• Veldman AB
        • Peul WC
        • Vleggeert-Lankamp CLA
        The long term outcome of micturition, defecation and sexual function after spinal surgery for cauda equina syndrome.
        PLoS One. 2017; 12e0175987
        • Olivero WC
        • Wang H
        • Hanigan WC
        • et al.
        Cauda equina syndrome (CES) from lumbar disc herniations.
        J Spinal Disord Tech. 2009; 22: 202-206
        • Rooney A
        • Statham PF
        • Stone J
        Cauda equina syndrome with normal MR imaging.
        J Neurol. 2009; 256: 721-725
        • Harrop JS
        • Hunt Jr, GE
        • Vaccaro AR
        Conus medullaris and cauda equina syndrome as a result of traumatic injuries: management principles.
        Neurosurg Focus. 2004; 16: e4
        • Lavy C
        • James A
        • Wilson-MacDonald J
        • Fairbank J
        Cauda equina syndrome.
        BMJ. 2009; 338: b936
        • Gleave JRW
        • Macfarlane R
        Cauda equina syndrome: what is the relationship between timing of surgery and outcome?.
        Br J Neurosurg. 2002; 16: 325-328
        • Srikandarajah N
        • Wilby M
        • Clark S
        • Noble A
        • Williamson P
        • Marson T
        Outcomes reported after surgery for cauda equina syndrome: a systematic literature review.
        Spine (Phila Pa 1976). 2018; 43: E1005-E1013
        • Suri P
        • Rainville J
        • Katz JN
        • et al.
        The accuracy of the physical examination for the diagnosis of midlumbar and low lumbar nerve root impingement.
        Spine (Phila Pa 1976). 2011; 36: 63-73
        • McCarthy MJ
        • Aylott CE
        • Grevitt MP
        • Hegarty J
        Cauda equina syndrome: factors affecting long-term functional and sphincteric outcome.
        Spine (Phila Pa 1976). 2007; 32: 207-216
        • Ahn UM
        • Ahn NU
        • Buchowski JM
        • Garrett ES
        • Sieber AN
        • Kostuik JP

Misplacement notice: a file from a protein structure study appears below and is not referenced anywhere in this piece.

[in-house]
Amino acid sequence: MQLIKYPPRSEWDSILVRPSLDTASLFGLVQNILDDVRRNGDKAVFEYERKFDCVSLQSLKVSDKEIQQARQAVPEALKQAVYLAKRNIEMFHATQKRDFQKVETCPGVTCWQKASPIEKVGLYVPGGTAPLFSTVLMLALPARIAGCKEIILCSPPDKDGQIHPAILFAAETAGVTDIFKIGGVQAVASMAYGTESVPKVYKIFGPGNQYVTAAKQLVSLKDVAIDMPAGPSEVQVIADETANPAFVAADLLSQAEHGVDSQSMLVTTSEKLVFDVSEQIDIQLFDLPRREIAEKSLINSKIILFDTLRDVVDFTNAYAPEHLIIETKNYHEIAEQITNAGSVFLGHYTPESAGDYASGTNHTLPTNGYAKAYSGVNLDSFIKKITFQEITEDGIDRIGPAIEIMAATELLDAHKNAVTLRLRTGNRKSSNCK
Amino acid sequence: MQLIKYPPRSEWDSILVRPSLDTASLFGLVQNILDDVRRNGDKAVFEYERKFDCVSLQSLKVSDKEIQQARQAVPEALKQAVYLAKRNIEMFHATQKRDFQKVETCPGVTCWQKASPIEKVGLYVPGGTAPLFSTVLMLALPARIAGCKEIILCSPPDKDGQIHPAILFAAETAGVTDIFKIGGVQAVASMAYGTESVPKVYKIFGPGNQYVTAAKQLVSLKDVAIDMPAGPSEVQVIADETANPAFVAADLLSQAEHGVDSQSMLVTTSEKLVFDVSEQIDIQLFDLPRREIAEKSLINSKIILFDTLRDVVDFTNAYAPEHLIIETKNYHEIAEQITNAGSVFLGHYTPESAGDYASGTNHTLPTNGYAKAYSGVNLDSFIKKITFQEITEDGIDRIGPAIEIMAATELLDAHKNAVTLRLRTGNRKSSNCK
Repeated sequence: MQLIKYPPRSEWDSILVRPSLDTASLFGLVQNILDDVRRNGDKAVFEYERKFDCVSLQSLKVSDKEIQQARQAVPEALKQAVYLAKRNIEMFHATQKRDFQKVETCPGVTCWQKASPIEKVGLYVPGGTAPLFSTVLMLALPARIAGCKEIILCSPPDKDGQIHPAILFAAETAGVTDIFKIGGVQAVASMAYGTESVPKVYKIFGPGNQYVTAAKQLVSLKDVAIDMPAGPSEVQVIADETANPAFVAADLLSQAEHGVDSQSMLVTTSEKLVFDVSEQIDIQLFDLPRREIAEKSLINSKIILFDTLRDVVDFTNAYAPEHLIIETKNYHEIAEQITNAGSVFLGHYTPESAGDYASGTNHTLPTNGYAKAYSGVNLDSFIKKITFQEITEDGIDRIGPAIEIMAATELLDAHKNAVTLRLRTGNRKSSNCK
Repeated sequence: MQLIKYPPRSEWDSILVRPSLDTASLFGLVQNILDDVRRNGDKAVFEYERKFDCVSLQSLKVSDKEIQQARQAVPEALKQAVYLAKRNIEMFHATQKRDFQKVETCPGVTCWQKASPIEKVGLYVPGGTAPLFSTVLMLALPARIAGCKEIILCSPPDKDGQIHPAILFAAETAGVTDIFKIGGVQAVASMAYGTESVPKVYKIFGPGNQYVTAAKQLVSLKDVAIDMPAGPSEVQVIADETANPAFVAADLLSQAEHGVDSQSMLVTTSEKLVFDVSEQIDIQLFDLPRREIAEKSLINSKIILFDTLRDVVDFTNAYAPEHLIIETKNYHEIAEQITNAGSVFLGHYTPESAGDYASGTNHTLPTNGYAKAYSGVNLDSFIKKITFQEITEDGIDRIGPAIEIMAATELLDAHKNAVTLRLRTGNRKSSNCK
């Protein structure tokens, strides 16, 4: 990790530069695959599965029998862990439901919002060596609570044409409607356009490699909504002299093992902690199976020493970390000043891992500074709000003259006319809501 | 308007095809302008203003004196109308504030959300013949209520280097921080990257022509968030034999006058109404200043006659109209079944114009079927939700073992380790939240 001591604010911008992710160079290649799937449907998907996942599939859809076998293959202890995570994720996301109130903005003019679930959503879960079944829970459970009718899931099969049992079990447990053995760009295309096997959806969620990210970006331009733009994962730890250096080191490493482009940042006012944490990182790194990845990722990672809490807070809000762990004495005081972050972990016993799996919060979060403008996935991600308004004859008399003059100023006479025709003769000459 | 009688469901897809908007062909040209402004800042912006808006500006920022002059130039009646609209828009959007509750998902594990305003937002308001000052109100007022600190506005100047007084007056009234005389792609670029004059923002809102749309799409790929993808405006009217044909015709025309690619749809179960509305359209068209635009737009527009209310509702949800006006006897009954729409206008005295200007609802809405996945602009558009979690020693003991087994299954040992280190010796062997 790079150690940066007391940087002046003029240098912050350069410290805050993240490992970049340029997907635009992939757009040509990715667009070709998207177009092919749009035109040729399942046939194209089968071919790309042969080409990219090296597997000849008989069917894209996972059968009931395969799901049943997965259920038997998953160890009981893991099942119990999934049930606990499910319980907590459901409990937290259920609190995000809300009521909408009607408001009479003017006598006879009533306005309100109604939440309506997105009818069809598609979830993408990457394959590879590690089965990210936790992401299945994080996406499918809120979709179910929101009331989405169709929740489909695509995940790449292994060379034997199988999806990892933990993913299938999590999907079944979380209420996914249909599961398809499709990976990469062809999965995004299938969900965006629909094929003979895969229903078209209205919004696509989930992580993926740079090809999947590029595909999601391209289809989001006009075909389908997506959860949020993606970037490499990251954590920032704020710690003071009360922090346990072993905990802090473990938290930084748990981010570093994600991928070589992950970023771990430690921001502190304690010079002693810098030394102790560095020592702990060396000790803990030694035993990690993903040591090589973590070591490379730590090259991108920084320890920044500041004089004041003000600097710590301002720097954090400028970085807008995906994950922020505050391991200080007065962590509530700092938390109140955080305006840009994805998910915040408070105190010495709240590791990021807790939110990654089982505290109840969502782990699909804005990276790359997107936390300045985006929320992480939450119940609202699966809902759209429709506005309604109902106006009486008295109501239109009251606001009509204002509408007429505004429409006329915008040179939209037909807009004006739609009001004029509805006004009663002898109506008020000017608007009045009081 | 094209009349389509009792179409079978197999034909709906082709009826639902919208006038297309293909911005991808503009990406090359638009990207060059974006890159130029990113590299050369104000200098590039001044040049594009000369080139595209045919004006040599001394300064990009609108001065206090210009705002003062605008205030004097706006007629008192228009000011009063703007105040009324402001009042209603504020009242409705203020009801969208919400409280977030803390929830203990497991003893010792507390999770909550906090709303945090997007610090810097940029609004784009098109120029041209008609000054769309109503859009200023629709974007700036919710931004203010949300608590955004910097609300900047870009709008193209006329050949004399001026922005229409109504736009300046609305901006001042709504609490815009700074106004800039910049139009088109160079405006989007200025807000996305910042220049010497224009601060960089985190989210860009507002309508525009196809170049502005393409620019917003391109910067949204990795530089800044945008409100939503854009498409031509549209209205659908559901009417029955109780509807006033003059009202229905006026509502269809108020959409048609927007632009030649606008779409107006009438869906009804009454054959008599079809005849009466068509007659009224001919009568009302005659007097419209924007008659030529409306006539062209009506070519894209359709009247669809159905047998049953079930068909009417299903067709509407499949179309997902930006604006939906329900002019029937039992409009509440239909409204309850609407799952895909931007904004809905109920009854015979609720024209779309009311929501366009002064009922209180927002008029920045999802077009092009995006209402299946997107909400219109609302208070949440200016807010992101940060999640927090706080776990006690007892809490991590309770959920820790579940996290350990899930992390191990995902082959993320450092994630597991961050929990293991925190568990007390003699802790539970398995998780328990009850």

Cauda equina syndrome secondary to lumbar disc herniation: a meta-analysis of surgical outcomes.
        Spine (Phila Pa 1976). 2000; 25: 1515-1522
        • Todd NV
        An algorithm for suspected cauda equina syndrome.
        Ann R Coll Surg Engl. 2009; 91 (author reply 359-360): 358-359
        • Todd NV
        • Dickson RA
        Standards of care in cauda equina syndrome.
        Br J Neurosurg. 2016; 30: 518-522
        • Thakur JD
        • Storey C
        • Kalakoti P
        • et al.
        Early intervention in cauda equina syndrome associated with better outcomes: a myth or reality? Insights from the Nationwide Inpatient Sample database (2005-2011).
        Spine J. 2017; 17: 1435-1448
      1. Kohles SS, Kohles DA, Karp AP, Erlich VM, Polissar NL. Time-dependent surgical outcomes following cauda equina syndrome diagnosis comments on a meta-analysis. Spine (Phila Pa 1976). 2004;29:1281-1287.

        • Hogan WB
        • Kuris EO
        • Durand WM
        • Eltorai AEM
        • Daniels AH
        Timing of surgical decompression for cauda equina syndrome.
        World Neurosurg. 2019; 132: e732-e738
        • Daniels AH
        • Ruttiman R
        • Eltorai AEM
        • Depasse JM
        • Brea BA
        • Palumbo MA
        Malpractice litigation following spine surgery.
        J Neurosurg Spine. 2017; 27: 470-475
        • Daniels EW
        • Gordon Z
        • French K
        • Ahn UM
        • Ahn NU
        Review of medicolegal cases for cauda equina syndrome: what factors lead to an adverse outcome for the provider?.
        Orthopedics. 2012; 35: e414-e419